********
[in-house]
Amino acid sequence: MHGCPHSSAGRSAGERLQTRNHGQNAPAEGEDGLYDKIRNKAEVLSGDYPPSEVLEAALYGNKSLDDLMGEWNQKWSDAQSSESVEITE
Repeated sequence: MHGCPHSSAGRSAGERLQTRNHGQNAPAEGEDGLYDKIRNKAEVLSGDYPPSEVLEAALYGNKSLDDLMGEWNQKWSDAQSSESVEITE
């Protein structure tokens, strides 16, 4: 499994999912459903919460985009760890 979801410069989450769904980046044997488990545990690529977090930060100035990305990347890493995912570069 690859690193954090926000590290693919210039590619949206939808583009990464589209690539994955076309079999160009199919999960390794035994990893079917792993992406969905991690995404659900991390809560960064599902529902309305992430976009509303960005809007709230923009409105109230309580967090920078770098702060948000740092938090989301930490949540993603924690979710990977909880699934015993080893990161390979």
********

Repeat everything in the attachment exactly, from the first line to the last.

[in-house]
Amino acid sequence: MHGCPHSSAGRSAGERLQTRNHGQNAPAEGEDGLYDKIRNKAEVLSGDYPPSEVLEAALYGNKSLDDLMGEWNQKWSDAQSSESVEITE
Repeated sequence: MHGCPHSSAGRSAGERLQTRNHGQNAPAEGEDGLYDKIRNKAEVLSGDYPPSEVLEAALYGNKSLDDLMGEWNQKWSDAQSSESVEITE
């Protein structure tokens, strides 16, 4: 499994999912459903919460985009760890 979801410069989450769904980046044997488990545990690529977090930060100035990305990347890493995912570069 690859690193954090926000590290693919210039590619949206939808583009990464589209690539994955076309079999160009199919999960390794035994990893079917792993992406969905991690995404659900991390809560960064599902529902309305992430976009509303960005809007709230923009409105109230309580967090920078770098702060948000740092938090989301930490949540993603924690979710990977909880699934015993080893990161390979």